1.  Automatic key+cert reloads upon updates of key+cert chain PEM
        files.  This can be tricky when processes start privileged,
        load the certs and then drop privs, and are no longer able
        to reopen the key + cert chain file.

        - Here, for POSIX systems I'd go with an approach where
          it is the containing directory that is restricted to
          root or similar, and the actual cert files are group
          and or world readable.  The process can then keep
          the directory file descriptor open, and then openat(2)
          to periodically check the cert file, reloading when
          the metadata changes.

        - With non-POSIX systems, or applications that don't
          drop privs, the openat(2) is not needed, and one
          just checks the cert chain periodically.

        - Another option is to use passphrase-protected keys,
          and load the secret passphrase at process start from
          a separate read-protected file, while the actual
          private key + cert chain file is world readable,
          with the access control via protecting the passphrase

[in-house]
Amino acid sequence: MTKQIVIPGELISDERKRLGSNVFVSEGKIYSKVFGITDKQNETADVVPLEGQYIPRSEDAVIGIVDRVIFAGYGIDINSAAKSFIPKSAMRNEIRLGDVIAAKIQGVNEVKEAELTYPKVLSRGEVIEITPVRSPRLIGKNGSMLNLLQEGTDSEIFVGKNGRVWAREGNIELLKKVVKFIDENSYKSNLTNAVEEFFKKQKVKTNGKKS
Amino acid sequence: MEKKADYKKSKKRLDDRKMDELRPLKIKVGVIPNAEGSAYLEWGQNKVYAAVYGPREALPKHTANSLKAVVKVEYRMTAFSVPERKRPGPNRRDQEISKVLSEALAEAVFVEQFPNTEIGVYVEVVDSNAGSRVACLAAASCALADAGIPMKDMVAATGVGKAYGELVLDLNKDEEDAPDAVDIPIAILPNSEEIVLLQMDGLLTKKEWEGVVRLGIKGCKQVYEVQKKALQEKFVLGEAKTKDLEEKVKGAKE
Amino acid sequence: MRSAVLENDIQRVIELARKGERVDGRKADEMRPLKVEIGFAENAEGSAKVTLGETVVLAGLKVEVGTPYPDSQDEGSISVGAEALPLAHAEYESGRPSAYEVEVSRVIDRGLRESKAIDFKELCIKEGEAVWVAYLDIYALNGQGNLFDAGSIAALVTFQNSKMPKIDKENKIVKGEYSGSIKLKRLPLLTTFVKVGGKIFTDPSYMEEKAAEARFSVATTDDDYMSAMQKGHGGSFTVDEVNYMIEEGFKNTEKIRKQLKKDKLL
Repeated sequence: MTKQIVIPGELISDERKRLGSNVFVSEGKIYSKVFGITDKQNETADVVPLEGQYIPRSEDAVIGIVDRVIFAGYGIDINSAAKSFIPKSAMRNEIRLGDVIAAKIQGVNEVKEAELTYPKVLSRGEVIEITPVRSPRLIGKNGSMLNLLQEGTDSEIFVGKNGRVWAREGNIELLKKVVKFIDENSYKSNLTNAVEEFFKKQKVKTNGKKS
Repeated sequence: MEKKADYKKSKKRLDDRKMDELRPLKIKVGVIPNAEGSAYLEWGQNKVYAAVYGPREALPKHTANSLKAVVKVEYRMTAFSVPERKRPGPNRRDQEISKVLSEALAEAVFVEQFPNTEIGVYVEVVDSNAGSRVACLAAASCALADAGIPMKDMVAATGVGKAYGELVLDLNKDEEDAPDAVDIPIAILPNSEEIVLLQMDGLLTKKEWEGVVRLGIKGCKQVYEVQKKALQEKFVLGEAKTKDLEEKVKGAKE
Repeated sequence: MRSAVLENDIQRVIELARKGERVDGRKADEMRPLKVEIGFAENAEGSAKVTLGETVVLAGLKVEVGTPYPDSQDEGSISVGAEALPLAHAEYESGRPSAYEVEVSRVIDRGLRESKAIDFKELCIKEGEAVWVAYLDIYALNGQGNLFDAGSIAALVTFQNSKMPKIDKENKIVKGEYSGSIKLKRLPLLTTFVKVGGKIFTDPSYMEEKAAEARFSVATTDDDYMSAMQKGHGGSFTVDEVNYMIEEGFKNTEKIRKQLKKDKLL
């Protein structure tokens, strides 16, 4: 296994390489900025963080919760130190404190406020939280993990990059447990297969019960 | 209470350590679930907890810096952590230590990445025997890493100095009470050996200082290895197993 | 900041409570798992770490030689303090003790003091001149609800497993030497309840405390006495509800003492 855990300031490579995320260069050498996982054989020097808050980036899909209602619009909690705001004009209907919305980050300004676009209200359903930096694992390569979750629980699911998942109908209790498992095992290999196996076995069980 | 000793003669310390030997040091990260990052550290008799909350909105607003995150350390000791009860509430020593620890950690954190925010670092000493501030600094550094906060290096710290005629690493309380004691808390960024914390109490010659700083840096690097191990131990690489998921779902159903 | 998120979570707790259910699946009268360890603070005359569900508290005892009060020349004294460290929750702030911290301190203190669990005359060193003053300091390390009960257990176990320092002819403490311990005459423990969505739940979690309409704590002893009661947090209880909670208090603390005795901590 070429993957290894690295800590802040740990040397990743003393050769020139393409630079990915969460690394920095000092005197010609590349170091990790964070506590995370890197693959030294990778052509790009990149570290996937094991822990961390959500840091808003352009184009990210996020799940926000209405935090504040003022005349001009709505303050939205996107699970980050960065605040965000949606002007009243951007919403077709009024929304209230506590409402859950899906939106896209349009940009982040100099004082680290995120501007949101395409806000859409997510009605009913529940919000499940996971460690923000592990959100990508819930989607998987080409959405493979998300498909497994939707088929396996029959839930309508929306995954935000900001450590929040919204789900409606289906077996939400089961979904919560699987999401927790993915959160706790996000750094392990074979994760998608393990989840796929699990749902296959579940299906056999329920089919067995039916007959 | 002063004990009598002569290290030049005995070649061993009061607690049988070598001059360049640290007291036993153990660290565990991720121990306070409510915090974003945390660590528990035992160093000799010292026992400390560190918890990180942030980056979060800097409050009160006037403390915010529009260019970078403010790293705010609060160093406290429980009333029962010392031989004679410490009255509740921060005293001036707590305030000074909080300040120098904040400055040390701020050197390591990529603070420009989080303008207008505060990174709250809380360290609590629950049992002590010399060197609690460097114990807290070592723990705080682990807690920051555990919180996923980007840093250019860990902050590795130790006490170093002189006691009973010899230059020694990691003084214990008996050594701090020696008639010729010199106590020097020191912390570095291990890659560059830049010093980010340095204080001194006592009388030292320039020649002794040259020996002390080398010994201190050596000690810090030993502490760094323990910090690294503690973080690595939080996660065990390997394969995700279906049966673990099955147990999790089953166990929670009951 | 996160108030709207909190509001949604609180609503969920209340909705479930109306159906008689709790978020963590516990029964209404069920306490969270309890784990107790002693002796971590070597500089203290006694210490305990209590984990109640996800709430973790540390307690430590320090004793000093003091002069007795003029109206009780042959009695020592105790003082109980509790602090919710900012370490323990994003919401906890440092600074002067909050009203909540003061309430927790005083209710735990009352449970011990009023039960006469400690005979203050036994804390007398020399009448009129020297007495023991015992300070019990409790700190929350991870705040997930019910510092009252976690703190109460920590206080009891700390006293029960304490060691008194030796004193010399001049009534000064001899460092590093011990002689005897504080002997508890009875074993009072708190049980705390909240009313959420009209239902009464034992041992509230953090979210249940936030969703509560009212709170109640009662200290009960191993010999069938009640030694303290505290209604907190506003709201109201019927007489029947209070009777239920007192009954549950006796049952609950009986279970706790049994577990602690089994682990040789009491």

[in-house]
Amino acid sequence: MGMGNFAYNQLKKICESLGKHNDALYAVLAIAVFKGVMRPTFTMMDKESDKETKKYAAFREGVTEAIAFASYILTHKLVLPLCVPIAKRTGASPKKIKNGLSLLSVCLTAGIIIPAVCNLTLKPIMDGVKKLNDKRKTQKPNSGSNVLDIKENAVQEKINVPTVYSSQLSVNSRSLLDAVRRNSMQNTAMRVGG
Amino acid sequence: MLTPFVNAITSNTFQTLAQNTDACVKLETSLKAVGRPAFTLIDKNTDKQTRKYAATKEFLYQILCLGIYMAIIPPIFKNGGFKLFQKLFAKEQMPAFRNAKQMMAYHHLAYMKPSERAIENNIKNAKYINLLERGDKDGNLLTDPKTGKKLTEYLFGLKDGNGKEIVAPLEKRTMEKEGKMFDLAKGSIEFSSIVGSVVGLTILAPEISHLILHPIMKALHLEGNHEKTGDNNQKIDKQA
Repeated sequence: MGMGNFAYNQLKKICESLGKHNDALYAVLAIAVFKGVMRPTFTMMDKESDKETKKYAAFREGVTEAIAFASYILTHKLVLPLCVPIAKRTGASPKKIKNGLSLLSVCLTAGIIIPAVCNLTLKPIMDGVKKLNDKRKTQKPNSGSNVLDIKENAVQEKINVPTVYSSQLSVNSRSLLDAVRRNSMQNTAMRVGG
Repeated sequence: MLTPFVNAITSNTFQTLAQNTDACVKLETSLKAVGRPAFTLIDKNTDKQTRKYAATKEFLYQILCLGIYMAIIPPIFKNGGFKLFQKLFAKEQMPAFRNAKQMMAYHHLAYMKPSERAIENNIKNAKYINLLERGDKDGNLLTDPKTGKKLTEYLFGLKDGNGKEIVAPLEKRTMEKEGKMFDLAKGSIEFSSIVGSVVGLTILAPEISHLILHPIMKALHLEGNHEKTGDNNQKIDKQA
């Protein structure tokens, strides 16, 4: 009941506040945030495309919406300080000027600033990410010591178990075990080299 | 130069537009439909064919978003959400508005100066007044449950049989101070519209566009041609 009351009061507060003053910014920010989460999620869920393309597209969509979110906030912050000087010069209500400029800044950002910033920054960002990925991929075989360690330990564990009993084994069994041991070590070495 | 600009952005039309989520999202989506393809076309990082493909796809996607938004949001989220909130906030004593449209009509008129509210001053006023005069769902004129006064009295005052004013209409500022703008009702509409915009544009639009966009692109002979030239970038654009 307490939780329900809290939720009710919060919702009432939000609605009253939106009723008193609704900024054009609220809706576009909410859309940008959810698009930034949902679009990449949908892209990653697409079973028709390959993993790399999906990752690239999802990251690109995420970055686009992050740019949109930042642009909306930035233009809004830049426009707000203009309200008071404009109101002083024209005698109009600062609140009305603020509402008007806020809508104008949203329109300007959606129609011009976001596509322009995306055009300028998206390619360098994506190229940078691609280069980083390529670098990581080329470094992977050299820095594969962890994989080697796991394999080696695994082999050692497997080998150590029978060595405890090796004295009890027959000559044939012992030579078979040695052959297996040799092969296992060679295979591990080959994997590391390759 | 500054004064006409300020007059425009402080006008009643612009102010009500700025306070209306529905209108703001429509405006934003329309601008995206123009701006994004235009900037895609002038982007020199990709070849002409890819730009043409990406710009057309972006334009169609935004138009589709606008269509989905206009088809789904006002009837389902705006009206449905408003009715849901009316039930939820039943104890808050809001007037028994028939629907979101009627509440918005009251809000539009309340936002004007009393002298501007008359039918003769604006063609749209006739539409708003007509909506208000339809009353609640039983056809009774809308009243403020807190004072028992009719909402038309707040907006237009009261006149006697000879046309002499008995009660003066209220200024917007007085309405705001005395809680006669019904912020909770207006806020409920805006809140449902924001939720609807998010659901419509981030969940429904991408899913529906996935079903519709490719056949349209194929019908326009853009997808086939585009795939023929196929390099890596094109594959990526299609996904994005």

file.

        - In all cases, it is important to keep both the private
          key and the cert in the same file, and open it just
          once to read both, avoiding races in which the key
          and cert are read in a way that results in one or
          the other being stale.

    2.  Having somehow obtained a new key + cert chain, one
        now wants to non-disruptively apply them to running
        servers.  Here there are two potential approaches:

        - Hot plug a new pointer into an existing SSL_CTX structure.
          While the update itself could be made atomic, the readers
          of such pointers might read them more than once to separately
          extract the key and the cert chain, without checking that
          they're using the same pointer for both operations.

          This is bound to be fragile, though not necessarily
          impossible.

        - Build a new SSL_CTX, and use it to accept *new* connections,
          while existing connections use whatever SSL_CTX they started
          with.  I believe this can work well, because "SSL" handles
          increment the reference count of the associated SSL_CTX
          when they're created, and decrement it when destroyed.

          So when you create a replacement SSL_CTX, you can just
          SSL_CTX_free() the old, and it will only actually
          be deleted when the last SSL connection tied to that
          SSL_CTX is destroyed.

          It is true that typical SSL_CTX construction is modestly
          expensive (loading CA stores and the like) but some of
          that could be handled by sharing and reference-counting
          the stores.

So my preferred approach would be to create a new SSL_CTX, and get new
connections using that.  Now in a multi-threaded server, it could be a